Drury centres his understanding of the poetry in the movement towards, ‘Love III’, the pivotal poem in Herbert’s oeuvre,  ‘Love bade me welcome: but my soul drew back/ Guilty of dust and sin’ exploring the inherent conflict in the life towards the final realization that God wishes man to return to pure love as a token of his non-conditional love, as being ‘saturated in the conditions of life in seventeenth England’. Herbert is shown as a man torn between worldly ambition and the spiritual life of love recording his inner journey through the anguishes of grief, disappointment, hope, despair, anger and longing in his poetry.

 

Drury is good in setting out the relationship between poetry and music, the state of the Church of England, impact of the King James Bible, Herbert’s family and educational connections to poetry and music, the ways that words were enunciated during Herbert’s life and the way Herbert’s poems breathe. I love the dramatic and musical nature of Herbert’s poetry, their plain speech, which draw the reader deeply into their conflicted world, and have walked the terrain of his final years between Bemerton and the Cathedral many times. St. Andrew’s Church at Bemerton, which has a literary heritage after Herbert, is tiny; a holy enclave now surrounded by roads, with a distinct atmosphere. It is well worth visiting for a compact sense of Herbert prostrate across the floor before the altar. It seems to hold the drama of Herbert’s poetry intact. The old rectory, a few steps away, is now a private house. The water meadows, with their irrigation system of channels, ditches and sluice gates, between Fisherton and Harnham mills, from where John Constable painted the Cathedral views, are still functioning and recently flooded in much the same way as in Herbert’s time. Drury is good at showing how experience of the waterways, intensive sheep farming, entered Herbert’s poetry in the form of metaphor. The winter soaking of the meadows provided good sheep grazing in the spring. ‘Sheep eat the grass and dung the ground for more’ as Herbert noted in the poem, ‘Providence’. Drury is good at reading less well-known poems in relation to Herbert’s understanding of music’s role and function, and the music of Dowland and Byrd, which Herbert would have encountered inside and outside of Salisbury Cathedral.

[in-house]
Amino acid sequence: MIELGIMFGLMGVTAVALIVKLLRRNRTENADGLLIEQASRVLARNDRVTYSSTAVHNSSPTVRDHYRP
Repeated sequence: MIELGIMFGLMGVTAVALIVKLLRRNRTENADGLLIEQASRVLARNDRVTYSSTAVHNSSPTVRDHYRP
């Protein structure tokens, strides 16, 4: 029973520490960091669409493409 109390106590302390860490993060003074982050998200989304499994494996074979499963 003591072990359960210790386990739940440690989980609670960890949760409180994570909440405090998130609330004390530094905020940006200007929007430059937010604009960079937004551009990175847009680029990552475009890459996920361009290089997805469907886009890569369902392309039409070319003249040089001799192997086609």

Drury offers close, informed readings of most of the poems as well as adding flesh to the outlines of Herbert’s life, his handsome bona roba wife, Jane Danvers, and connections. It is a fine book.

 

David Caddy 9th March 2014